Solar Powered Christmas Ornaments




Introduction: Solar Powered Christmas Ornaments

About: dot-com crash casualty

I wanted to add some decorations to an outdoor tree of mine, but it's very far from the house, too far to easily use an extension cord.  Battery-powered ornaments do exist, but I didn't want to be always changing batteries from now to Christmas.  I thought that there should be a way to power the ornaments from a battery that can recharge from a solar cell, but I couldn't find any at the store.  Why can you not get any solar rechargeable Christmas ornaments?

Actually, this isn't a very good idea.  For those of us in the northern hemisphere, Christmas comes in winter, which means short days and less chance of getting a full charge on the batteries. Also, the solar cells can be covered with snow and not generate any charge.  Finally, if an ornament is hanging on a tree, it will be in the shade most of the time anyway from the body of the tree. 

However, just because it's not a good idea doesn't mean it shouldn't be done.  Imagine what our world would be like today if people like Doctor Frankenstein said to themselves, "maybe this isn't a good idea."

In order to get this to work, you would need to locate the solar panels on a board or something away from the actual Christmas tree and connect it to the ornament via some thin wire, so that the shade won't be a factor.  Also, since I live around 42 degres lattitude, I should incline the board about 48 degrees from vertical to face the solar panels toward the sun (actually maybe 55 degrees or so,since the earth's angle has tilted even further away from the sun in winter - isn't it about 9 degrees precession or so?)  Anyways, the snow should slide right off in that case.  Finally, I don't need a full charge really - just enough to light up about 4 or 5 hours should be enough to be festive while everyone is awake, no one will miss the Christmas lights at 2 AM.

Fortunately, there are such rechargeable solar lights readily available, for use as walkway lights around your home.  There are many Intructables which show you how to re-purpose these devices for various things, and they inspired me to use walkway lights for ornaments.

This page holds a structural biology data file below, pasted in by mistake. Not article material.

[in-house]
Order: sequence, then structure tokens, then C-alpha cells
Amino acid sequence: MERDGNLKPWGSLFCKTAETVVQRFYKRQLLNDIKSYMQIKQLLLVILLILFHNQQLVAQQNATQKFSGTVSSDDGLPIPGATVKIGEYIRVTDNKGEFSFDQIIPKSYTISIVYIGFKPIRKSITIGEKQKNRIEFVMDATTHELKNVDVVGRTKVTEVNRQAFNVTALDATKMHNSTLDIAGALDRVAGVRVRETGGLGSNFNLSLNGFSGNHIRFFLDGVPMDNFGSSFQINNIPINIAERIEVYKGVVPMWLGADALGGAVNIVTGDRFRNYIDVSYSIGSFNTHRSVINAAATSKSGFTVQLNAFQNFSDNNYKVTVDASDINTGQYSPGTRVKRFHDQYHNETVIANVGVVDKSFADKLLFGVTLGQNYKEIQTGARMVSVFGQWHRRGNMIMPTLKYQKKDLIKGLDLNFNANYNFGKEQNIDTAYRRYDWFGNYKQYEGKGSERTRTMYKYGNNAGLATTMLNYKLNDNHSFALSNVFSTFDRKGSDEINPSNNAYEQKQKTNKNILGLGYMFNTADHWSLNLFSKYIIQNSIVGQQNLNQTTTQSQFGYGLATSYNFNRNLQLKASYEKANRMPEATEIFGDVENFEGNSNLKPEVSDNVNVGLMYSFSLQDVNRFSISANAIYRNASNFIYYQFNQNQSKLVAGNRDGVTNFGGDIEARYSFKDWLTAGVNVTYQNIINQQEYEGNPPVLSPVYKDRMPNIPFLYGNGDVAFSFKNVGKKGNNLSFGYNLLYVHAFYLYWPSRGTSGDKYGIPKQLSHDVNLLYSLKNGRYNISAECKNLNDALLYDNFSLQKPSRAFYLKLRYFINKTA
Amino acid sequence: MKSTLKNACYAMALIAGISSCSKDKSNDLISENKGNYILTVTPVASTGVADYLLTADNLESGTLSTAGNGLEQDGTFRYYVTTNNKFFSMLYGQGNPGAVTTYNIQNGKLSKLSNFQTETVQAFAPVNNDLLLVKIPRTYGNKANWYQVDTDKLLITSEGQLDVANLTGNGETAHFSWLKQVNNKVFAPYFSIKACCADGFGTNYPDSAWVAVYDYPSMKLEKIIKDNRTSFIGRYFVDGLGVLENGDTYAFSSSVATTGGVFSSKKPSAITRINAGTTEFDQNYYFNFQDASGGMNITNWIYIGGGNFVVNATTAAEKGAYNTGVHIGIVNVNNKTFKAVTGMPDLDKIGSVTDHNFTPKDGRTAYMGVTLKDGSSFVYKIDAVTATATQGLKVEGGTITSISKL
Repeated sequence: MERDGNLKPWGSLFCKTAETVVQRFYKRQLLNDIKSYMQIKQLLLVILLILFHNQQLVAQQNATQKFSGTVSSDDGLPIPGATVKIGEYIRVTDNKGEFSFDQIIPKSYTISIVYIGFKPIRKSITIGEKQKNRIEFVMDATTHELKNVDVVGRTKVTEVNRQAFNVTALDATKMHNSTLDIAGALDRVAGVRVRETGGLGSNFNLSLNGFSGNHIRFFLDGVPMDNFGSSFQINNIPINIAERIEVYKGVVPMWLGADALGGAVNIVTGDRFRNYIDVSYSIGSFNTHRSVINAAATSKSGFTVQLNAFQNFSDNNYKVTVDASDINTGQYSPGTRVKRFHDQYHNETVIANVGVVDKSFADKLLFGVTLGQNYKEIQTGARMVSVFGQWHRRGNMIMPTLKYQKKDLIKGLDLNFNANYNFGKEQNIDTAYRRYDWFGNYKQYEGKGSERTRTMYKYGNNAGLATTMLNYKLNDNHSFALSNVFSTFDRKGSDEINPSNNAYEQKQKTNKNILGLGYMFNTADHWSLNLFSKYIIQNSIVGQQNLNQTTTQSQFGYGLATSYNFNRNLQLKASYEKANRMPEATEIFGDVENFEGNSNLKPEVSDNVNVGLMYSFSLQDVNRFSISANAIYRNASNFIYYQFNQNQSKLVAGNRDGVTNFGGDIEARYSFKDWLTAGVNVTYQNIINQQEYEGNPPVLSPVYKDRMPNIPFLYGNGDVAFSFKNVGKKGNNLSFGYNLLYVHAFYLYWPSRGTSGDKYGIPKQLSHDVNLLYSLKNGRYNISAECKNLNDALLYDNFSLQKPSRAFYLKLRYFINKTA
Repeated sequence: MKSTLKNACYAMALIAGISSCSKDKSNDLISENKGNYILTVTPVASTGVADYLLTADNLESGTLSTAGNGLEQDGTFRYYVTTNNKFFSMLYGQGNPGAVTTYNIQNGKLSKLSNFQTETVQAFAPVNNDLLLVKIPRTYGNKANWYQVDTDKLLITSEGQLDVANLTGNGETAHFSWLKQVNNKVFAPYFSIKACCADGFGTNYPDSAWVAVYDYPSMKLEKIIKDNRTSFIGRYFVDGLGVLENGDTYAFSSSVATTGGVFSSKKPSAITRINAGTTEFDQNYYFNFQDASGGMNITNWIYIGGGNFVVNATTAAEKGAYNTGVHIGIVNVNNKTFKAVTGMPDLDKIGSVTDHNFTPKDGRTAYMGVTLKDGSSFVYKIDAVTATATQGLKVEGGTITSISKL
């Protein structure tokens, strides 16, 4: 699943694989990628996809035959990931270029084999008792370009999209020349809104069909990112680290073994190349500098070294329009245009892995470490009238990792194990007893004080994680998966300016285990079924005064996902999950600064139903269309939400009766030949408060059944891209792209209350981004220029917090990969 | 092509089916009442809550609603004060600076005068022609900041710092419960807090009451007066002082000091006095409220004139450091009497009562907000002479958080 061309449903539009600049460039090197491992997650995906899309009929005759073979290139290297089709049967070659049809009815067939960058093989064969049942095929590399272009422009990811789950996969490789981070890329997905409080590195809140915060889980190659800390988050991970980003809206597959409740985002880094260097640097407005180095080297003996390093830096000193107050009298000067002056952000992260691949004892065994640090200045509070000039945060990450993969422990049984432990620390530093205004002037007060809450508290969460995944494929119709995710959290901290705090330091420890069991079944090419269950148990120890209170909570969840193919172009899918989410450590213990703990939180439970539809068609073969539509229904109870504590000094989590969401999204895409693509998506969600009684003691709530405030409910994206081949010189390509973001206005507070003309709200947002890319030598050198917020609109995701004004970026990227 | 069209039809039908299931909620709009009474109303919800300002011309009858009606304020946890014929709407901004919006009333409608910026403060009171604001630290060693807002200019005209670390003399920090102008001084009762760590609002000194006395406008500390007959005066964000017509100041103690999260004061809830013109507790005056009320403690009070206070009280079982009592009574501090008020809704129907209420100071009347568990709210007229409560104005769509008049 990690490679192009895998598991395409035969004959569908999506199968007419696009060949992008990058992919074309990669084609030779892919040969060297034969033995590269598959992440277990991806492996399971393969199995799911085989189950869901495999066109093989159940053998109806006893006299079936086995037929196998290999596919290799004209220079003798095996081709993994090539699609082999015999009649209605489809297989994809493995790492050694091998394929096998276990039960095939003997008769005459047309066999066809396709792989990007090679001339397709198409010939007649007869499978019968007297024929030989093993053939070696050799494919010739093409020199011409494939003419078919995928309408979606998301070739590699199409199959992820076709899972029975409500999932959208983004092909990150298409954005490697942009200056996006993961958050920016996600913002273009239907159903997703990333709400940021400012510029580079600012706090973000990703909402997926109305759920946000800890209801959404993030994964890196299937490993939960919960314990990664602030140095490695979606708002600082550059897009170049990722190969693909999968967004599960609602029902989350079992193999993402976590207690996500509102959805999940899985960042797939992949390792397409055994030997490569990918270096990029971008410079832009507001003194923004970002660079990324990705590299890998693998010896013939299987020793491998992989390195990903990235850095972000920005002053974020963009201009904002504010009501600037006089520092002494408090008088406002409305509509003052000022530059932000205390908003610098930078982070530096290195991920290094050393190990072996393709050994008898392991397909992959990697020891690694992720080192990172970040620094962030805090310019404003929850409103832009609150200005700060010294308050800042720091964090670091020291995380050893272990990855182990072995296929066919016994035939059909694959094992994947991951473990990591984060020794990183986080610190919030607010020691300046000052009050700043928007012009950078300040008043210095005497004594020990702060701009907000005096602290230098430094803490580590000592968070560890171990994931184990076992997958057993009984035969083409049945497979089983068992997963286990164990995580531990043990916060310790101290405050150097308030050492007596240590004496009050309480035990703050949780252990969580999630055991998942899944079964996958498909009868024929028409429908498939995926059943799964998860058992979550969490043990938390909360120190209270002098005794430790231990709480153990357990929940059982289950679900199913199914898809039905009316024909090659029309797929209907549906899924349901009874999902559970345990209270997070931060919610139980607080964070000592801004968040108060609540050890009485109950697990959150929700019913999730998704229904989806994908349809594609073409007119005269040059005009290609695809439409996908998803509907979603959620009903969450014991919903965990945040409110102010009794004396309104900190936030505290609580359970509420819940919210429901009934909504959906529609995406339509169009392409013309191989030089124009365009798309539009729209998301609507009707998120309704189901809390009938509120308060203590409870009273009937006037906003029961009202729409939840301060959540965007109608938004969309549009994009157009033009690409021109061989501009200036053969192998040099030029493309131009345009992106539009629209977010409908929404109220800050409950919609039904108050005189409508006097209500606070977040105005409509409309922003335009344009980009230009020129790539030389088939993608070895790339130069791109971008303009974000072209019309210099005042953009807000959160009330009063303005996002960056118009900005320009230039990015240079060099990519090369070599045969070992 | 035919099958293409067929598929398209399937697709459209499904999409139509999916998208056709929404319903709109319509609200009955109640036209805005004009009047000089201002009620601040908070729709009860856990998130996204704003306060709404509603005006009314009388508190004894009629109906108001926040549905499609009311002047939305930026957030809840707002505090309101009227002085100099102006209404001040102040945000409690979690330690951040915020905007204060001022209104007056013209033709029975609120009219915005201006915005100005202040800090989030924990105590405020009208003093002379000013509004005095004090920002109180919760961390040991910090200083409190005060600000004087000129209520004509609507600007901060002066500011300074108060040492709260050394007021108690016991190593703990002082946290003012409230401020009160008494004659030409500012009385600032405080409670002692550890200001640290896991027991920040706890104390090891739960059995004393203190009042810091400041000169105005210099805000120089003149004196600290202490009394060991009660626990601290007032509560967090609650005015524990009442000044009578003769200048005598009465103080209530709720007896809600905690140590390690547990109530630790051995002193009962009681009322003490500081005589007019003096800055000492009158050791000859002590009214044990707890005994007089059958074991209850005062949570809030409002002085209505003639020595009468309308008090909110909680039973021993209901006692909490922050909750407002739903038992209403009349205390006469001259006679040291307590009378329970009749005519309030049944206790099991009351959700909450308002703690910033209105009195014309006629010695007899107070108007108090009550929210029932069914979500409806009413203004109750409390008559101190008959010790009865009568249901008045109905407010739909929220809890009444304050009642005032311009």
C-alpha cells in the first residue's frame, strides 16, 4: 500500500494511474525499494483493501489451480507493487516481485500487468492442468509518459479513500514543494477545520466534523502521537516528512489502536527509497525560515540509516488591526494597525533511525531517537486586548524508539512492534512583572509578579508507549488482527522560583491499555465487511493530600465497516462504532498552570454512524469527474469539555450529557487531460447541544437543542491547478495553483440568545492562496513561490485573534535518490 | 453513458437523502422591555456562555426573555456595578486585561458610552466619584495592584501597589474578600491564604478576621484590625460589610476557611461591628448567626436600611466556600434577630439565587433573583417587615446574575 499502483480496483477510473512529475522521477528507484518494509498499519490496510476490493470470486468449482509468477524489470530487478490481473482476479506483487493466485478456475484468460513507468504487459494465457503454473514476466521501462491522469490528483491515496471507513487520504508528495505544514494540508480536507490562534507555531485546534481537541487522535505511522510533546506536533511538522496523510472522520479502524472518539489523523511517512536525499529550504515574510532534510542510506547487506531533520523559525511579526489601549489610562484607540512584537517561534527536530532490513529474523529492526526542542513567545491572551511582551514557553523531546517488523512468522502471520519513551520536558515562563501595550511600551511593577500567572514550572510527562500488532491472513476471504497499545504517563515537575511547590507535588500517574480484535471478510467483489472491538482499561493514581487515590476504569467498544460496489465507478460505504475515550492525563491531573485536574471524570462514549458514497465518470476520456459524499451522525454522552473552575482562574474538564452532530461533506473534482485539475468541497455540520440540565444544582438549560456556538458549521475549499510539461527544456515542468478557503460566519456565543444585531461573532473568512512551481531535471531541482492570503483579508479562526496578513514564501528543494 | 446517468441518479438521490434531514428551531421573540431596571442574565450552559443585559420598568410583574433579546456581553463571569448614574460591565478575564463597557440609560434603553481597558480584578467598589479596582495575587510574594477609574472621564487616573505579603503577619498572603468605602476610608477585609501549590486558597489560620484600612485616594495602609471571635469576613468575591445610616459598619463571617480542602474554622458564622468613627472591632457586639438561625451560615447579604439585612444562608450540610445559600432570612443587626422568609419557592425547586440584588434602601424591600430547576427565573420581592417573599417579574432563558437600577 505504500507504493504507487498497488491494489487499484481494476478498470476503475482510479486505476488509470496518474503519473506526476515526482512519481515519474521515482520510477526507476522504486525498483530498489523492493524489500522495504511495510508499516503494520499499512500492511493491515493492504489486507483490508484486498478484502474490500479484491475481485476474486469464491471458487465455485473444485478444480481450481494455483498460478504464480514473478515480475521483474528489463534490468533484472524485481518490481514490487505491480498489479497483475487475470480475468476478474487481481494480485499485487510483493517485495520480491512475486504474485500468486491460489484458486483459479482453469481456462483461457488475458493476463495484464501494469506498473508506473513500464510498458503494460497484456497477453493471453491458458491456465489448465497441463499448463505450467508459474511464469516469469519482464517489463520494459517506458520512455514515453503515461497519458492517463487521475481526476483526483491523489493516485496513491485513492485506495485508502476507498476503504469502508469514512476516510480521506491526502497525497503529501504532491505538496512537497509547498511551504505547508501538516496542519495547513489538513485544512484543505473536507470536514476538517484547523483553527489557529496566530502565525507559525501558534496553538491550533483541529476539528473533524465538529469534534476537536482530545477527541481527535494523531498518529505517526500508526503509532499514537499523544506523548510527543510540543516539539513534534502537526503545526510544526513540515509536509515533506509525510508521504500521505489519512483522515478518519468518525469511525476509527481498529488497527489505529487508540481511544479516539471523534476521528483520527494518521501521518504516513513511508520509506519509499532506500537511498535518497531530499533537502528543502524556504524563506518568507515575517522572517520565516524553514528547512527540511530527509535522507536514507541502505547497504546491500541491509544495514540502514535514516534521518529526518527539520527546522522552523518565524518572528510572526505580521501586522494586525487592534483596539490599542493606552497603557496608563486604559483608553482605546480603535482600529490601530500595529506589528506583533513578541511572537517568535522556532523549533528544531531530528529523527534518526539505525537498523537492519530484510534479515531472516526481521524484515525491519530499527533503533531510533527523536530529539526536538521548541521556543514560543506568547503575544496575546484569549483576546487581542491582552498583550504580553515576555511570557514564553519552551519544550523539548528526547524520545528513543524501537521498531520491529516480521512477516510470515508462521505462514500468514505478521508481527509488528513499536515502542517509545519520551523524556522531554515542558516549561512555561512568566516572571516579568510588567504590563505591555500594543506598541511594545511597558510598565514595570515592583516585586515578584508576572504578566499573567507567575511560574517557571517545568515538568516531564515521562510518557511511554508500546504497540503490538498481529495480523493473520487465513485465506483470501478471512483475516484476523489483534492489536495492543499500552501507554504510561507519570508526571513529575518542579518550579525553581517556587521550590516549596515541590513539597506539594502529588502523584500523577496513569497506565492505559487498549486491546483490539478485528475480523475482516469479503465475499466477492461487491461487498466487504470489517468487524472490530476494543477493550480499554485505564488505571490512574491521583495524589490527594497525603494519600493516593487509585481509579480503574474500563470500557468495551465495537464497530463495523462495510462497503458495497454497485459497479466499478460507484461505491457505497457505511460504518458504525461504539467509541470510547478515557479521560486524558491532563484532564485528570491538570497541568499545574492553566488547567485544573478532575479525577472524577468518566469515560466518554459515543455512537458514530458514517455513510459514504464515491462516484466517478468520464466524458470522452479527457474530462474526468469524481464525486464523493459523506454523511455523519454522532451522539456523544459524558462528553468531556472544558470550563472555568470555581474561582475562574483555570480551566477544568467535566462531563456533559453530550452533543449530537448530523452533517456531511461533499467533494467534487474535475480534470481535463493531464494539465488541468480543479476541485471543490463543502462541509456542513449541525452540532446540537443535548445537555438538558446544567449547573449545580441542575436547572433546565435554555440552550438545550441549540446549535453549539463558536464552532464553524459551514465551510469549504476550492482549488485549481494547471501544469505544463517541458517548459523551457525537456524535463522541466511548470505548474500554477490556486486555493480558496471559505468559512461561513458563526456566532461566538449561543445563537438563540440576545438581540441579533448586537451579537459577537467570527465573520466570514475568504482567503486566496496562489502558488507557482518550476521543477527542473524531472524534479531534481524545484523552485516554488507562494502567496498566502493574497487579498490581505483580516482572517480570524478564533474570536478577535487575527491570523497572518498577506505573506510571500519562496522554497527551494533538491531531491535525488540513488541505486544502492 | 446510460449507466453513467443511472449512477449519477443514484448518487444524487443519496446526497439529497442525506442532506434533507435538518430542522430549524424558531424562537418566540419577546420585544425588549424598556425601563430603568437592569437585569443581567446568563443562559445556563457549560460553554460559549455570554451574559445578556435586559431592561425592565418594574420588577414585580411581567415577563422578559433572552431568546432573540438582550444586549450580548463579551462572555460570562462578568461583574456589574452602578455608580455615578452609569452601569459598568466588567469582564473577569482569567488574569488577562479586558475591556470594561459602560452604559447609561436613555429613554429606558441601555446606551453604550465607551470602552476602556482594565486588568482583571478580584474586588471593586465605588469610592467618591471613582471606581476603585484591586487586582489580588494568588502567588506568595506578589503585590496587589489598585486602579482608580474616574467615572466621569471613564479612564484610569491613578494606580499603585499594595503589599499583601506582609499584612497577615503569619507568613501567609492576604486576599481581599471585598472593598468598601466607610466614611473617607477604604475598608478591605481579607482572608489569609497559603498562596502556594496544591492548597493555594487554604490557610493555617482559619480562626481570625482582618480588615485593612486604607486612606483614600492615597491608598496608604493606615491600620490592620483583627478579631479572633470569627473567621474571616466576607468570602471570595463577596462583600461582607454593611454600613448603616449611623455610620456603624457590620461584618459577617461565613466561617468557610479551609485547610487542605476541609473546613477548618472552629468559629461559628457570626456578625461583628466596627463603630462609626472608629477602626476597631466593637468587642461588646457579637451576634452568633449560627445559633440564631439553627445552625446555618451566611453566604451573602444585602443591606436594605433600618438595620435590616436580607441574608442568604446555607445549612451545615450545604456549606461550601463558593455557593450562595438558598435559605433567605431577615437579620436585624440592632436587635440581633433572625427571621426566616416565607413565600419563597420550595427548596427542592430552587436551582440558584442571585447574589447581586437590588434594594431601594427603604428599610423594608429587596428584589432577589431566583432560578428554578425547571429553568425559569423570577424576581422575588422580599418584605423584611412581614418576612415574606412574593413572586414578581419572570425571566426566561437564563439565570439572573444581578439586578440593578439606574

As always for an instructable like this, you will be using tools that could burn you or cut you, so be cautious if you are unfamiliar with them.  This will void the warranty on the lights you buy, so if the light doesn't work afterward for some reason, you can't get your money back, and I can't be responsible for damages or injury you may get.  Just remember - pain is fleeting, awesome is forever.

Step 1: What You Will Need

A local discount hardware store had solar walkway lights for $4 each. They were Westinghouse 474005-78 models.  You don't need to get exactly these, but these were ideal for this purpose.  The light consists of a cap which has the solar panels and a photocell on the top, and contains the battery, recharging circuit, and LED inside.  The LED faces down into a clear plastic shell, which is on top of a stalk that stakes into the ground.  The top cap is easily removed from the shell, and the stalk pops right off.

The ornaments I will make keep the solar panel, battery, and LED circuitry module in one piece, and add a long "extension cord" to the LED itself, so the LED can illuminate an ornament of some kind and still be far away from the solar panel. With this model of walkway light, it's a bonus that the little clear shell easily detaches and makes its own ornament, so you can add a long wire to the LED and re-assemble the original clear shell around the LED, so that the ornament practically makes itself.  If you use a different model walkway light, you can still move the LED away from the solar panel, but you may need to get (or make) a transparent ornament for the LED to illuminate.